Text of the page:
A Short History of Italian Painting

By Alice Van Vechten Brown; William Rankin | Go to book overview

EARLY NORTH ITALY1

COMPLETE independence was impossible for North Italian schools, set as they were on the high-road between Northern Europe and Central Italy and with Venice stretching into them on the east. Both ideas and forms were introduced from the Levant, from Northern Europe,2 from Florence, Siena, and the Marches, and in the Renaissance from Venice. Northern Italy is divided into certain more or less distinct regions.

The Veneto is the low alluvial region in the north-east between the lagoons of Venice and the foot-hills of the Alps; it is connected geographically and sometimes was politically with Venice. Its eastern portion is called Friuli.3 Its western portion includes the territories of Verona and Padua, at first independent, finally absorbed by Venice.

The great central plain of North Italy was divided between Milan and its dependencies on the north-west, and the fertile region adjoining the Veneto between the Po and the Apennines, called the Emilia,4 which included among others the great cities of Bologna and Ferrara.

Finally, there were Piedmont and Genoa on the west, affiliated with each other rather than with Milan, and connected with Northern Europe by both political and commercial relationships.

The conditions of North Italian art are more complex than in Central Italy. It is less centralised at a few points and less controlled by a dominant tradition. There is more exchange of

____________________
1
General guides are Ricci, N. Italy; B. B., N. Ital. Painters, whose authority we closely follow for the relations of the minor N. Ital. Renaiss. schools. Vent., VII, for early masters; Frizzoni, including numerous articles in periodicals, and the catalogues of the galleries of Milan and Turin. For special studies see books and articles by F. Malaguzzi-Valeri.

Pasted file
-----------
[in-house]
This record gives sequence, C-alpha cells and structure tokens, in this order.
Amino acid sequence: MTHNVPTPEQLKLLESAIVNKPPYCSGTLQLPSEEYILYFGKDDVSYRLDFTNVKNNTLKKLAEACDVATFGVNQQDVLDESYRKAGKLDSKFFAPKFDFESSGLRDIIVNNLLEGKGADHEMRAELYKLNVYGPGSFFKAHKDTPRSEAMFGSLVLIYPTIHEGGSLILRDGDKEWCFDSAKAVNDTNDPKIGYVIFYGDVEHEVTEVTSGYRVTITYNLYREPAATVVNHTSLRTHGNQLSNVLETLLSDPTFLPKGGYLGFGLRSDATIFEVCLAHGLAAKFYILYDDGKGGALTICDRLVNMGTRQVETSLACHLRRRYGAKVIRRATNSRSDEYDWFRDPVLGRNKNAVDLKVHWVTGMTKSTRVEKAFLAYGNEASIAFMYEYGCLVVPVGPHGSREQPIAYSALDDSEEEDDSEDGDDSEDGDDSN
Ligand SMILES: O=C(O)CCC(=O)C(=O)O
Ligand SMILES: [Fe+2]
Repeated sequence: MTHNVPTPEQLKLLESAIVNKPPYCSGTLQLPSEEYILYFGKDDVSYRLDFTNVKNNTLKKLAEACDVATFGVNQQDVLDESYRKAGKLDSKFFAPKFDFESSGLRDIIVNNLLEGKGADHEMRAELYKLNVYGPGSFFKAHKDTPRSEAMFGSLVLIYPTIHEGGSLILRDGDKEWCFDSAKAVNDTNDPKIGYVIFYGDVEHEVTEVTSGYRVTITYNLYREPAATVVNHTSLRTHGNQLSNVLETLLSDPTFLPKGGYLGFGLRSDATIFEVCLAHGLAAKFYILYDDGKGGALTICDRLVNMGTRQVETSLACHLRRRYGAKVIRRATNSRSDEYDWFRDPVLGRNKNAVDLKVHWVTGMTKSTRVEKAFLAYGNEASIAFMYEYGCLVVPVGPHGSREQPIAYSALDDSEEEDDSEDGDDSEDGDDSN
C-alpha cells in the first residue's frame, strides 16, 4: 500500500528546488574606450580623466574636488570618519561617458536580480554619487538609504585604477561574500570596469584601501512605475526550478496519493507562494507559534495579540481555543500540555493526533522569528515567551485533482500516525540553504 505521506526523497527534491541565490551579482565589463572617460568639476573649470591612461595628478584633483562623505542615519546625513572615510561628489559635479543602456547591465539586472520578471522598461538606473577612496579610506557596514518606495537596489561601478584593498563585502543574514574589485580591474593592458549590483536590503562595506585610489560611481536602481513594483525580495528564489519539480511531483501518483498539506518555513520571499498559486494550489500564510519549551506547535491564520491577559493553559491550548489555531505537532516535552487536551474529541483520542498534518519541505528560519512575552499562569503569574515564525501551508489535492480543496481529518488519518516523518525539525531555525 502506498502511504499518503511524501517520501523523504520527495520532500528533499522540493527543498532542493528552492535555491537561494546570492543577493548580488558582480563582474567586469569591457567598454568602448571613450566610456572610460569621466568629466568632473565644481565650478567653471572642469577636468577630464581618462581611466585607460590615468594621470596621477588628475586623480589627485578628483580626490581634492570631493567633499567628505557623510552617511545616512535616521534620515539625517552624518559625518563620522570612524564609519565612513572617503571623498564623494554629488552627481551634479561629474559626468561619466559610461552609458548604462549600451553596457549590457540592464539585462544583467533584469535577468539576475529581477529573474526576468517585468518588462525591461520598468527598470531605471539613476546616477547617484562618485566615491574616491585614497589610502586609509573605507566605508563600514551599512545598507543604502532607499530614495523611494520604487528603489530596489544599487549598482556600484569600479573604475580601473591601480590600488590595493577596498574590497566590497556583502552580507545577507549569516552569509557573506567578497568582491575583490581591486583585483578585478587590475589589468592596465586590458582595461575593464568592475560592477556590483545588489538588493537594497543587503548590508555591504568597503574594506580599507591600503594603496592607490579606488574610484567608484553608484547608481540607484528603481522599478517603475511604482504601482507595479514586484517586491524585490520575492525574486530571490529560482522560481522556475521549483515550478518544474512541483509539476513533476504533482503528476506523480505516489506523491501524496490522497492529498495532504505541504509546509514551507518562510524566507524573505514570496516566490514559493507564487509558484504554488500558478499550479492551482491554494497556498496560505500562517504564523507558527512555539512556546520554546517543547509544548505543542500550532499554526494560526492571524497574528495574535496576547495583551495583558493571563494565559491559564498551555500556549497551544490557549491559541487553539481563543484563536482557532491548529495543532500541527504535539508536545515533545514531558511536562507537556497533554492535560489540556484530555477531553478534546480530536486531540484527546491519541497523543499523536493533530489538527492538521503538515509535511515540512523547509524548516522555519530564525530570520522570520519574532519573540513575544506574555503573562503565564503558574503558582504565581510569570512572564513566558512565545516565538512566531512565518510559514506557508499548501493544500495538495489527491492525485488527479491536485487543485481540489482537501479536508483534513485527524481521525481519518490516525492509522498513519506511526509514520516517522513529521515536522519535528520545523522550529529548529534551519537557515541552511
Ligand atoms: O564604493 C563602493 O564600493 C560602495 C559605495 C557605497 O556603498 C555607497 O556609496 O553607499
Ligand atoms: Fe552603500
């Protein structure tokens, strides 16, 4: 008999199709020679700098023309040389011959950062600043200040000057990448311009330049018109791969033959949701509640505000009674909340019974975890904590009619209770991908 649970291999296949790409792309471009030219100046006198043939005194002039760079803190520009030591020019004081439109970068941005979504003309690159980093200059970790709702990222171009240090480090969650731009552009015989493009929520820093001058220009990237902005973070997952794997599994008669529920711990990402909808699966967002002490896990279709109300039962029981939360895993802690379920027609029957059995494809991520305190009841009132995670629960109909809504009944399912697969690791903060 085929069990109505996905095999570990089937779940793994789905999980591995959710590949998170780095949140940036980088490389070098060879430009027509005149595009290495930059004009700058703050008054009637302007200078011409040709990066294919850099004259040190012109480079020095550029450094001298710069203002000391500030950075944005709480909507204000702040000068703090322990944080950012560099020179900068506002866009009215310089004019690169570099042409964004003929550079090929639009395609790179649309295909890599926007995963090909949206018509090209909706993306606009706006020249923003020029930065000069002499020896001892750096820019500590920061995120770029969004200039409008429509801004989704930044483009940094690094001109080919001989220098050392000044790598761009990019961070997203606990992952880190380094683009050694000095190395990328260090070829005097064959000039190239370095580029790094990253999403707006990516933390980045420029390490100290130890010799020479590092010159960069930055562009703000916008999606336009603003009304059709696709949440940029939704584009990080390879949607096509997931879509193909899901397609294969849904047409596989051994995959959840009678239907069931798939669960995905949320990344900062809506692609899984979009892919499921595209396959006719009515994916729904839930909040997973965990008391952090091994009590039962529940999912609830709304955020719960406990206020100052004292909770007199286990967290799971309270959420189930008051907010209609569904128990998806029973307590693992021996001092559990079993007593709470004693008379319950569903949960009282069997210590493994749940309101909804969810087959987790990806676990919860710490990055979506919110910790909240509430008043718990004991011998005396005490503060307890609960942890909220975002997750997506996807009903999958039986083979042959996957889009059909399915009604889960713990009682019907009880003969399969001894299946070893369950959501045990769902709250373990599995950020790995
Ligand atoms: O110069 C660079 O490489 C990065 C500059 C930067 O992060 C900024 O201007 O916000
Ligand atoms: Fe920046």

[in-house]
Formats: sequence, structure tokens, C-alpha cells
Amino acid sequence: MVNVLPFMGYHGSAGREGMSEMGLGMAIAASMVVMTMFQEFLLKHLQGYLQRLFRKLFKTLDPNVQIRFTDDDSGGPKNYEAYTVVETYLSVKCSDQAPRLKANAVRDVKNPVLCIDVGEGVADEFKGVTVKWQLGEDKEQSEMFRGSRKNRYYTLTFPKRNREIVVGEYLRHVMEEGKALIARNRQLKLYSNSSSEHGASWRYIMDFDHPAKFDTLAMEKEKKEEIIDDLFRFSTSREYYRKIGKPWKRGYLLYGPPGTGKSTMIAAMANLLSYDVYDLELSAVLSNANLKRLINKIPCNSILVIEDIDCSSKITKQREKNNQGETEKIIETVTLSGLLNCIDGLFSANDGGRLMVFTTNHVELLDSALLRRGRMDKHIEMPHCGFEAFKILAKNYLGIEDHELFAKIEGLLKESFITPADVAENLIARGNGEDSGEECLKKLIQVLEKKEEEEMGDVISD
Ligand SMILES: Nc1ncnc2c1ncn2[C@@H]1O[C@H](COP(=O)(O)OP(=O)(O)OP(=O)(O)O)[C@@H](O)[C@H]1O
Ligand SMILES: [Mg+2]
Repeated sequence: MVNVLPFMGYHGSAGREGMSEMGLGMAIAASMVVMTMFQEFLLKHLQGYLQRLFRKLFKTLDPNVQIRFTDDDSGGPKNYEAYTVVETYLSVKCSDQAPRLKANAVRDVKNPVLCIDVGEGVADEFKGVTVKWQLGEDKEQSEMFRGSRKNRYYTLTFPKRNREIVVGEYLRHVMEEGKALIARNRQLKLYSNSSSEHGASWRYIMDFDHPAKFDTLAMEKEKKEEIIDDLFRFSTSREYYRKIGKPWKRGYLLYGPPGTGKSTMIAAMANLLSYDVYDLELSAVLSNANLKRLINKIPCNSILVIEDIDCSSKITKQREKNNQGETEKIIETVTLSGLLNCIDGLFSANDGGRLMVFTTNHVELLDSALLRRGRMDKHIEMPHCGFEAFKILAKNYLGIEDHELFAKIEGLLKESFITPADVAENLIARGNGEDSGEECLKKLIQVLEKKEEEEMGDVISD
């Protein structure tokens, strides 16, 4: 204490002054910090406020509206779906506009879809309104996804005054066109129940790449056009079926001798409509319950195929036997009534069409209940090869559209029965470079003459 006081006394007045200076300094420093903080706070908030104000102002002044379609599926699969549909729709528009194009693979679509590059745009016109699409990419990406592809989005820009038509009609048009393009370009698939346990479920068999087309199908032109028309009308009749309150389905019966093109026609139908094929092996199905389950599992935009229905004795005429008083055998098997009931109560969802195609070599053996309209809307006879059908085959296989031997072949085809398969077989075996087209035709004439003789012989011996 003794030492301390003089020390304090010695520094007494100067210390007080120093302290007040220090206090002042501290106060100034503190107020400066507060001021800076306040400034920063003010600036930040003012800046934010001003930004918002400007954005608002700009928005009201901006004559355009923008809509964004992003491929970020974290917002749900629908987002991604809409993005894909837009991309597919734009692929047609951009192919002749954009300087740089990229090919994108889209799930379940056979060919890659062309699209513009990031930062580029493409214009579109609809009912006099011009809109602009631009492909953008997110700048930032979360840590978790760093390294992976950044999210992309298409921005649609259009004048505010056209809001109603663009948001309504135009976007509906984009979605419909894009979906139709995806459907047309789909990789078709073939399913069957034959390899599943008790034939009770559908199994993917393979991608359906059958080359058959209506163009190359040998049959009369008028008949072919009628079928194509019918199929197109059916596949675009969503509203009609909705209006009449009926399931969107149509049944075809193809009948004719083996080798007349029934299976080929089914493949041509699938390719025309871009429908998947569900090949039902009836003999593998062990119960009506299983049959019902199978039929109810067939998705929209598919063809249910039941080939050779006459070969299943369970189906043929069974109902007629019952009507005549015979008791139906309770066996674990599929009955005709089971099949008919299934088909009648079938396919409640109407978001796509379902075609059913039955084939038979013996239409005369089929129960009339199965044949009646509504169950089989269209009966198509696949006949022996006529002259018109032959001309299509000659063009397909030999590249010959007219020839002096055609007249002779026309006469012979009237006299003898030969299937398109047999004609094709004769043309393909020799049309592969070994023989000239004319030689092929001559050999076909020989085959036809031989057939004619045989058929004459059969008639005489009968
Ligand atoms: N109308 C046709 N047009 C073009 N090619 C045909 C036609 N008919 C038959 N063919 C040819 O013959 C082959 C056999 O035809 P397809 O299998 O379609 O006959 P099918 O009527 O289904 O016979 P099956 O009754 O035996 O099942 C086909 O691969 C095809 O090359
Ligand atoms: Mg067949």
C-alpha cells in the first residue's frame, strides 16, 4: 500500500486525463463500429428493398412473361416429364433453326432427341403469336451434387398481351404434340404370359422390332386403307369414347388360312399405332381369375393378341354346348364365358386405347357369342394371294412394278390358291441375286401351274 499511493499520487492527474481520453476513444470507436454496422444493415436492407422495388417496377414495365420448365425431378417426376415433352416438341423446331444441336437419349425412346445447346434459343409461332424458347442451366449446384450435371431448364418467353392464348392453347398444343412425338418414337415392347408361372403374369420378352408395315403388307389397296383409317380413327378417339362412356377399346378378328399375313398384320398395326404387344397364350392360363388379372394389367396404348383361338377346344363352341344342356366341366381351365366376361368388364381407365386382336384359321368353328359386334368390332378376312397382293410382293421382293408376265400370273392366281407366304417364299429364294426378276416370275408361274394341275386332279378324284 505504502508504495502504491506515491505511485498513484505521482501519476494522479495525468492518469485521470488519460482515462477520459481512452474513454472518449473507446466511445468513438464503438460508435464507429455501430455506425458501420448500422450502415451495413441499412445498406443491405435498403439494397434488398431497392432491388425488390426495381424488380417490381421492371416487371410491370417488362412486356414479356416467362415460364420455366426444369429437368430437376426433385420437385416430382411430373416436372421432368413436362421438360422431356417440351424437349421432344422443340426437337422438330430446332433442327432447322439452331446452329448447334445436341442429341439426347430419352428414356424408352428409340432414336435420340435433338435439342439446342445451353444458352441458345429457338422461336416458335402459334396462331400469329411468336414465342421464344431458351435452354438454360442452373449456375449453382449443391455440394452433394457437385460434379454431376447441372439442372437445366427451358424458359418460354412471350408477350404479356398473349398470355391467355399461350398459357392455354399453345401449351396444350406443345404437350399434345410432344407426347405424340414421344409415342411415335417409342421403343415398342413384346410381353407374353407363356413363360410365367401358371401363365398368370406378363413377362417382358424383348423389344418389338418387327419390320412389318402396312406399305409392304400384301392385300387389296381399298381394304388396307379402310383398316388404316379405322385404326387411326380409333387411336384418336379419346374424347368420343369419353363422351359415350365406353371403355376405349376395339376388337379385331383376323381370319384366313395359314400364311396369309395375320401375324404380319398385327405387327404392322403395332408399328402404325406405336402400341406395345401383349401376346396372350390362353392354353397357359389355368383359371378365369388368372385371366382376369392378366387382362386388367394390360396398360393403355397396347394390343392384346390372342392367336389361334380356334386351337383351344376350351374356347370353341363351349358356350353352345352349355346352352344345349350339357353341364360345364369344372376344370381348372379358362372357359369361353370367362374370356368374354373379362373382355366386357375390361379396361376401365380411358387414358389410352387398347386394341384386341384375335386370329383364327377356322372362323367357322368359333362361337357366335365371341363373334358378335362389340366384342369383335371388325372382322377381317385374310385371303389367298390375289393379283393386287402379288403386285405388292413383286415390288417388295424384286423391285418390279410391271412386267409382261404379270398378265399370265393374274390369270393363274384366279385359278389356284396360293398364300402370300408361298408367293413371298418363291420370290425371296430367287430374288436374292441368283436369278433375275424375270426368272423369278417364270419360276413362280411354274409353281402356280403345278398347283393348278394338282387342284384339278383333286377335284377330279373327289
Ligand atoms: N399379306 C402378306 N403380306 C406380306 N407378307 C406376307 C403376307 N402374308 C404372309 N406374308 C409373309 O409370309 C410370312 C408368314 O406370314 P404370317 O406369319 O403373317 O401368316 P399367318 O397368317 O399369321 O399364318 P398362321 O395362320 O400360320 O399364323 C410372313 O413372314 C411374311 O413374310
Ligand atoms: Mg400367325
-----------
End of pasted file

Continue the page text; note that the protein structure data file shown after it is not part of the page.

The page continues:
2
For relation of French Primatives to 14th c. Italians, see Fry's arts., Burl. Mag., June, July, 1904, and Buchot, L'.Arte, VII, 223-40. C. & C., N. Italy, and Morelli are now out of date.
3
Named from Forum Julii. Important for extant monuments of the 7th and 8th c. Borderland of NE. Italy. Lies between the river Piave and the present Austrian frontier = half mountain and half valley, lovely landscape and poor soil. Western Veneto lies between rivers Piave (E.), Mincio (W.), Po (S.).
4
From the ancient Via Æmilia, stretching from Rimini to Piacenza. Named from its builder, M. Æmilius Lepidus, consul 187 B.C.

-71-

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A Short History of Italian Painting
Table of contents

Table of contents

  • Title Page iii
  • Preface v
  • Contents vii
  • List of Illustrations xiii
  • Note on Technical Terms xvii
  • List of Abbreviations xix
  • Part I - The Mediæval Period and Proto-Renaissance 1
  • Mediæval 3
  • Proto-Renaissance 9
  • Siena to 1400 18
  • The School of Simone Martini 26
  • Forence to 1400 40
  • Early North Italy 71
  • Early Umbria 83
  • Giovanni and Antonio of Murano 97
  • Part II - The Early Renaissance in Florence and Central Italy 99
  • Masolino and Masaccio 101
  • Fra Angelico 110
  • Other Fifteenth-Century Florentines 116
  • The Umbro-Florentines 139
  • Siena from About 1400 to 1500 148
  • Renaissance Umbria 153
  • Part III - The Early Renaissance in Padua and Venice and Renaissance North Italy 165
  • Squarcione 1394-1474 167
  • Antonello Da Messina C. 1430-1479 168
  • Carlo Crivelli - 1440?-After 1493 169
  • Renaissance North Italy 198
  • Part IV - The Florentine High Renaissance and Raphael 209
  • Leonardo Da Vinci - 1452-1519 211
  • Lesser High Renaissance Painters 225
  • Michelangelo - 1475-1564 234
  • Raphael Sanzio - 1483-1520 and Followers 246
  • Part V - High Renaissance Venice 261
  • Jacopo Palma Vecchio - 1480 263
  • Giorgione 264
  • Sebastiano Del Piombo - C. 1485-1547 269
  • Tintoretto and Veronese 278
  • I Tintoretto - 1518-1592 279
  • Paolo Veronese - 1528-1588 286
  • Minor Followers of Giorgione and Titian 289
  • Part VI - North Italy in the High Renaissance 297
  • High Renaissance North Italy 299
  • Minor High Renaissance Painters of North Italy 305
  • Rome, Naples, Sicily 311
  • The Late Renaissance and Baroque 313
  • Index to Artists and Paintings Mentioned 337
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